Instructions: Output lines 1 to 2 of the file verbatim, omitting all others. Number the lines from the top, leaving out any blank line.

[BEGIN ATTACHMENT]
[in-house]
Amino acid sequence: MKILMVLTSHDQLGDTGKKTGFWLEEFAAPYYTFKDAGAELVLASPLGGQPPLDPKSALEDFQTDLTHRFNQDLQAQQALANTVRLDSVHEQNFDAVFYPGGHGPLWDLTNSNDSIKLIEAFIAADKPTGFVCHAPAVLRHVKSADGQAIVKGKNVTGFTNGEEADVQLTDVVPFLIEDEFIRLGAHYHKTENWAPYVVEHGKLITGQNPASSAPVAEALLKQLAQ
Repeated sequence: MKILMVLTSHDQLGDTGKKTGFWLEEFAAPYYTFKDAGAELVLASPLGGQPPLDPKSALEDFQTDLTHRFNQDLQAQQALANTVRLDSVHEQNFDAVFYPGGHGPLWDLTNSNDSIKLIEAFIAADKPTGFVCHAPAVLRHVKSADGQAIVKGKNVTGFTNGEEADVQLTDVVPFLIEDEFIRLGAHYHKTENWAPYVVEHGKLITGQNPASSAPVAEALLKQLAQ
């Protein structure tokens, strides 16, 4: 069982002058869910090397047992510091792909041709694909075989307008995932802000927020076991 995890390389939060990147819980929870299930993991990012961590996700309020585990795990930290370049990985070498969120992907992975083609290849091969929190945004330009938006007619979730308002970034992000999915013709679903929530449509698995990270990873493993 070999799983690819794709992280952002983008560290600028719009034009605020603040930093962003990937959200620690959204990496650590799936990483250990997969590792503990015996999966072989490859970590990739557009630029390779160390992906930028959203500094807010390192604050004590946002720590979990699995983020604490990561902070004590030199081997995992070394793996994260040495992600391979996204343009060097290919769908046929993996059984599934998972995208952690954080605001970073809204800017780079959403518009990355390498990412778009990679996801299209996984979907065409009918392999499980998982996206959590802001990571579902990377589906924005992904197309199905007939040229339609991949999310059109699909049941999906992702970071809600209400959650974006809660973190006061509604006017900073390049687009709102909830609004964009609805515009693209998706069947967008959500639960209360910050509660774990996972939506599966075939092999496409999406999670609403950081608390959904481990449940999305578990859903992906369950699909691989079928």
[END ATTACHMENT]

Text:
[in-house]
Amino acid sequence: MKILMVLTSHDQLGDTGKKTGFWLEEFAAPYYTFKDAGAELVLASPLGGQPPLDPKSALEDFQTDLTHRFNQDLQAQQALANTVRLDSVHEQNFDAVFYPGGHGPLWDLTNSNDSIKLIEAFIAADKPTGFVCHAPAVLRHVKSADGQAIVKGKNVTGFTNGEEADVQLTDVVPFLIEDEFIRLGAHYHKTENWAPYVVEHGKLITGQNPASSAPVAEALLKQLAQ